I’ve Just received this comment from an anonyms posted in “It’s not about freedom of speech. It’s about intentions” article and I thought this could open a good discussion hopefully civilized one.. so if you want to add a comment make sure it’s a civilized one or ill remove it…

Anonymous said…Hi,

I’m in the US, and I’m an American. I have lived 25 months in Saudi Arabia, among the people. I am a practicing Catholic, a person of the Book. I came looking for a reasoned dialog with Muslims on this question, because I don’t understand this worldwide, violent reaction. I hope you do.

My question is this, and it is intended to provoke thought and reasoned dialog:

How can Muslims condone destruction of property, injury to people, attacks on police and others, half a world away from Denmark, and expect that this will alter the (agreed, blasphemous) attitudes that lead to the creation of such cartoons? What that says to us in the West is, essentially, “I as a Muslim claim the right to attack, kill, maim, or destroy anyone I get angry at, for any reason whatsoever, and it matters not at all that I do this to someone who is completely innocent of the offense that made me angry.”

Again, I intend to engage in a conversation, and I hope it can be a reasonable one.

PJ

My point of view

The answer is quiet simple.. First we should set a fact that what Muslims do in 21st century has nothing to do with Islam. More than 70% of Muslims these days are just Muslims by name.

Second make sure that sometime media, especially west media are tending to exaggerate some images and discard some. So what you see in media is not 100%. The realty of the situation.. there are other millions of Muslims who do not accept violent as an action. Where are those people in west media??

What happened in Gazza is simply because the situation there is full of violent… And what happened in Syria and Lebanon is purely politics… if you see what happened in Lebanon you can easily know that it has nothing to do with Prophet Mohammed (p.b.u.h).
Who did this were bunch of gangster whom I believe they don’t even know who Prophet Mohammed is. And the organizer of that demonstration denied there responsibility of what happened becuase they simply don’t agree, and if they could stop it they will..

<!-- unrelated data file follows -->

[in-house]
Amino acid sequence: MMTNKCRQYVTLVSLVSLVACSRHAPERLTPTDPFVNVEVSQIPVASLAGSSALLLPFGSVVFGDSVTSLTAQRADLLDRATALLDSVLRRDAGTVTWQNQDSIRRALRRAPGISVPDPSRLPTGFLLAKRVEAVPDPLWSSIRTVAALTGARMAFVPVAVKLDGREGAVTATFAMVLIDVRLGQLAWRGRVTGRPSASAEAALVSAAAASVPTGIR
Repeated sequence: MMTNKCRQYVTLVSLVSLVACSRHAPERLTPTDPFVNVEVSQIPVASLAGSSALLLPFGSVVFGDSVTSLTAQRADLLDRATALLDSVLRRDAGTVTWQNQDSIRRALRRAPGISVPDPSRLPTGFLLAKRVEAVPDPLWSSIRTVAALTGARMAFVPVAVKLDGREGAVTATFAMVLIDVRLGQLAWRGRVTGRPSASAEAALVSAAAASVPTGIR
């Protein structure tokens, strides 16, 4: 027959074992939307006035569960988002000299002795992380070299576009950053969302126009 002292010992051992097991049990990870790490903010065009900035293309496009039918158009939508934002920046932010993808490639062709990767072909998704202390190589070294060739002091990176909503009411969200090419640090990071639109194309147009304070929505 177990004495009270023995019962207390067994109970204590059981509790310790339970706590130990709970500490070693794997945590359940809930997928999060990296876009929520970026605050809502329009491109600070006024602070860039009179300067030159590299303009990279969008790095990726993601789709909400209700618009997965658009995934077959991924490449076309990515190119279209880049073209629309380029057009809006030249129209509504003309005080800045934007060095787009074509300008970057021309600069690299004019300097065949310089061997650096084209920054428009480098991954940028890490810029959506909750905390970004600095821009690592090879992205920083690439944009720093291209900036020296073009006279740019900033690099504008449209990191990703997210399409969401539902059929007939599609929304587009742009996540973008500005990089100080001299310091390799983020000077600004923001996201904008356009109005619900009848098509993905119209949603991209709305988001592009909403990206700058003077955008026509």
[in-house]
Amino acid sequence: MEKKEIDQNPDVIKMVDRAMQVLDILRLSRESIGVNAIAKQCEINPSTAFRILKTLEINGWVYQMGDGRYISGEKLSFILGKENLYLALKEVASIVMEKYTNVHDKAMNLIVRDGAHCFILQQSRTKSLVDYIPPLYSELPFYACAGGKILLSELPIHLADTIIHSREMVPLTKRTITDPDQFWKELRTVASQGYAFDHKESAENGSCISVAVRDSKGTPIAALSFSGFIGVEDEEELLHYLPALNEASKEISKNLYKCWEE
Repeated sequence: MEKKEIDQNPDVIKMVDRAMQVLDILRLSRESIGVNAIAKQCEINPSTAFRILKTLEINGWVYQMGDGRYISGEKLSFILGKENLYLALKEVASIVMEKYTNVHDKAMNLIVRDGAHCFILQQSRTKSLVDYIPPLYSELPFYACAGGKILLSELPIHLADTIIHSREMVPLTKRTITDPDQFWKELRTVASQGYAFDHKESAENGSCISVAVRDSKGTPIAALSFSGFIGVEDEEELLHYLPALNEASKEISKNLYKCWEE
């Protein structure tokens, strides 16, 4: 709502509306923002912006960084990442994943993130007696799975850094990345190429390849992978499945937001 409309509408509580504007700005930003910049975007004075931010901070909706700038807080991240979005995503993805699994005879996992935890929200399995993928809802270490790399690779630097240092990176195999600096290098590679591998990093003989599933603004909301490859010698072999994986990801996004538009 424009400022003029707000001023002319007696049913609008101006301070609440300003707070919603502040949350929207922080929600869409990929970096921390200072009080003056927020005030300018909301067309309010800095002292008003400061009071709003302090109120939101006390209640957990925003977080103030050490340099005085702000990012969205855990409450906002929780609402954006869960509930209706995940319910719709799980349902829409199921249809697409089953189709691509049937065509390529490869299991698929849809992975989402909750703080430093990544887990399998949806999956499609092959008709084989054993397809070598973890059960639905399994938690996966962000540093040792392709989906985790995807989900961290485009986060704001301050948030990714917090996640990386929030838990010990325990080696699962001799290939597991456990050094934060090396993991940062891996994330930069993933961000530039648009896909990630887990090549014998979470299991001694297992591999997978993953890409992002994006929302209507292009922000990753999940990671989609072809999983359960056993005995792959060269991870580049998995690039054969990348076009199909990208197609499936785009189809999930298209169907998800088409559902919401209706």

I believe your question is based on what you see in the media and it’s not 100% true.. the only action that were taken by the majority is to boycott Danish products and this action has nothing to do with violent.. The rest are politics I believe.

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14 Responses to “Looking for a reasoned dialog with Muslims”

  1. Dave Says:

    “…what Muslims do in 21st century has nothing to do with Islam. More than 70% of Muslims these days are just Muslims by name.”

    The same goes for Christianity.

    “[The] media…[tends]to exaggerate some images and discard some. So what you see in media is not 100%.”

    The same goes for the East in its coverage of the West.

    While those of us who live in the Middle East realize that while this violence is the irate actions of a few, these actions are the most vocal. Like most situations, the actions of the most visual group affects the lives of all those around.

    This doesn’t bode well for the East. The media is going to focus on the most vocal (and in this case, violent) group. The irony is that the cartoons that started this upheaval were an attempt to display how Islam has portrayed itself to the West over the past several years, and the vocal minority is only proving the point.

  2. Bashar Says:

    Thanks Wael for such a nice and civilized post and many thanks also for Dave I really liked your comment specially the one about the percentage of Muslims and Christians who don�t follow and apply their religion.

    Dave, i want to hear your thought that will defiantly assist me in understanding the complete picture.